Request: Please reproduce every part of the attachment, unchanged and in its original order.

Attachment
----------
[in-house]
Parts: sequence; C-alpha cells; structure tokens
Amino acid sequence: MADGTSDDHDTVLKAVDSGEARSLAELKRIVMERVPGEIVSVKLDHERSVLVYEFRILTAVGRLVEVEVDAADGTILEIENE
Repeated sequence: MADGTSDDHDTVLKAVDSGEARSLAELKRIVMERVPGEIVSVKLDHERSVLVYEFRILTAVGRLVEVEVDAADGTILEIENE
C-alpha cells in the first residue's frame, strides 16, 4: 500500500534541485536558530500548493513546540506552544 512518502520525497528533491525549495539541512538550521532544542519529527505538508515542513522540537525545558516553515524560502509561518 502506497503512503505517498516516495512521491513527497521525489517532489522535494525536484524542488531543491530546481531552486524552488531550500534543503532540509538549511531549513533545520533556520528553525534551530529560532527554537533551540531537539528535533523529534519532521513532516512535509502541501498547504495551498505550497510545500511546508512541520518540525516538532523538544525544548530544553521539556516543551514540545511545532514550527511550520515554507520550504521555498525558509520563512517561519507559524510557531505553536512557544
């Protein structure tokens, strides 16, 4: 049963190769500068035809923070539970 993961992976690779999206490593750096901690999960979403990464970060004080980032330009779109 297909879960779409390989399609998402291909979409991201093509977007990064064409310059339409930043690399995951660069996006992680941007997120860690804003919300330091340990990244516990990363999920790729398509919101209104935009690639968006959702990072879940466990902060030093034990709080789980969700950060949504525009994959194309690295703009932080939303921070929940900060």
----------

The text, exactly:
[in-house]
Parts: sequence; C-alpha cells; structure tokens
Amino acid sequence: MADGTSDDHDTVLKAVDSGEARSLAELKRIVMERVPGEIVSVKLDHERSVLVYEFRILTAVGRLVEVEVDAADGTILEIENE
Repeated sequence: MADGTSDDHDTVLKAVDSGEARSLAELKRIVMERVPGEIVSVKLDHERSVLVYEFRILTAVGRLVEVEVDAADGTILEIENE
C-alpha cells in the first residue's frame, strides 16, 4: 500500500534541485536558530500548493513546540506552544 512518502520525497528533491525549495539541512538550521532544542519529527505538508515542513522540537525545558516553515524560502509561518 502506497503512503505517498516516495512521491513527497521525489517532489522535494525536484524542488531543491530546481531552486524552488531550500534543503532540509538549511531549513533545520533556520528553525534551530529560532527554537533551540531537539528535533523529534519532521513532516512535509502541501498547504495551498505550497510545500511546508512541520518540525516538532523538544525544548530544553521539556516543551514540545511545532514550527511550520515554507520550504521555498525558509520563512517561519507559524510557531505553536512557544
């Protein structure tokens, strides 16, 4: 049963190769500068035809923070539970 993961992976690779999206490593750096901690999960979403990464970060004080980032330009779109 297909879960779409390989399609998402291909979409991201093509977007990064064409310059339409930043690399995951660069996006992680941007997120860690804003919300330091340990990244516990990363999920790729398509919101209104935009690639968006959702990072879940466990902060030093034990709080789980969700950060949504525009994959194309690295703009932080939303921070929940900060």